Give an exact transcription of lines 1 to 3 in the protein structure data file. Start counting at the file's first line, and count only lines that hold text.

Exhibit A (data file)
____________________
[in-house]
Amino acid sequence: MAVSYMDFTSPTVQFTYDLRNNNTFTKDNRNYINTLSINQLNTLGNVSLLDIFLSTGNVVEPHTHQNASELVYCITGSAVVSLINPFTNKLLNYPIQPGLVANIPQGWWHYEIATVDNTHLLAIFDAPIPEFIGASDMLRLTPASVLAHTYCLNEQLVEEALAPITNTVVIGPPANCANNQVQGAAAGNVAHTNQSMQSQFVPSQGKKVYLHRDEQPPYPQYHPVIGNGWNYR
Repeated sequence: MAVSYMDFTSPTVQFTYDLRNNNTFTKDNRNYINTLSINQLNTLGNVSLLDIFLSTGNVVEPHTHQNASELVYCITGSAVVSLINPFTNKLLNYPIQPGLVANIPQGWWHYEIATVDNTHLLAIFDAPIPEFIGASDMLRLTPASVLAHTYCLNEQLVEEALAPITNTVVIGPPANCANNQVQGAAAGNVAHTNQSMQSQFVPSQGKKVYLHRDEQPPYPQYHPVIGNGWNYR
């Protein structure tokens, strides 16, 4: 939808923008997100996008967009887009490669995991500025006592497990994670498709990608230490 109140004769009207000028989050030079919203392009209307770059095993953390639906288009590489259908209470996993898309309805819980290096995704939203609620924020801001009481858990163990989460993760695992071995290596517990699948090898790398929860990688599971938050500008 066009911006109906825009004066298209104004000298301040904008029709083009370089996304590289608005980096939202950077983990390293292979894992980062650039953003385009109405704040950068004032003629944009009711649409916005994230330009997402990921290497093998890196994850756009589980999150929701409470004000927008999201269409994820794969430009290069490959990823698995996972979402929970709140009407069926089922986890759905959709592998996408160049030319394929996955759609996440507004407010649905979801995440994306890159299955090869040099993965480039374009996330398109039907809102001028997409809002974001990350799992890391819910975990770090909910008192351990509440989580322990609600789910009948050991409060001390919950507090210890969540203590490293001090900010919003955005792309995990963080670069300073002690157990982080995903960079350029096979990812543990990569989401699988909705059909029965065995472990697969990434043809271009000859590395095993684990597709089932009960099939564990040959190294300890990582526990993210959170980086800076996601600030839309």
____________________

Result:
[in-house]
Amino acid sequence: MAVSYMDFTSPTVQFTYDLRNNNTFTKDNRNYINTLSINQLNTLGNVSLLDIFLSTGNVVEPHTHQNASELVYCITGSAVVSLINPFTNKLLNYPIQPGLVANIPQGWWHYEIATVDNTHLLAIFDAPIPEFIGASDMLRLTPASVLAHTYCLNEQLVEEALAPITNTVVIGPPANCANNQVQGAAAGNVAHTNQSMQSQFVPSQGKKVYLHRDEQPPYPQYHPVIGNGWNYR
Repeated sequence: MAVSYMDFTSPTVQFTYDLRNNNTFTKDNRNYINTLSINQLNTLGNVSLLDIFLSTGNVVEPHTHQNASELVYCITGSAVVSLINPFTNKLLNYPIQPGLVANIPQGWWHYEIATVDNTHLLAIFDAPIPEFIGASDMLRLTPASVLAHTYCLNEQLVEEALAPITNTVVIGPPANCANNQVQGAAAGNVAHTNQSMQSQFVPSQGKKVYLHRDEQPPYPQYHPVIGNGWNYR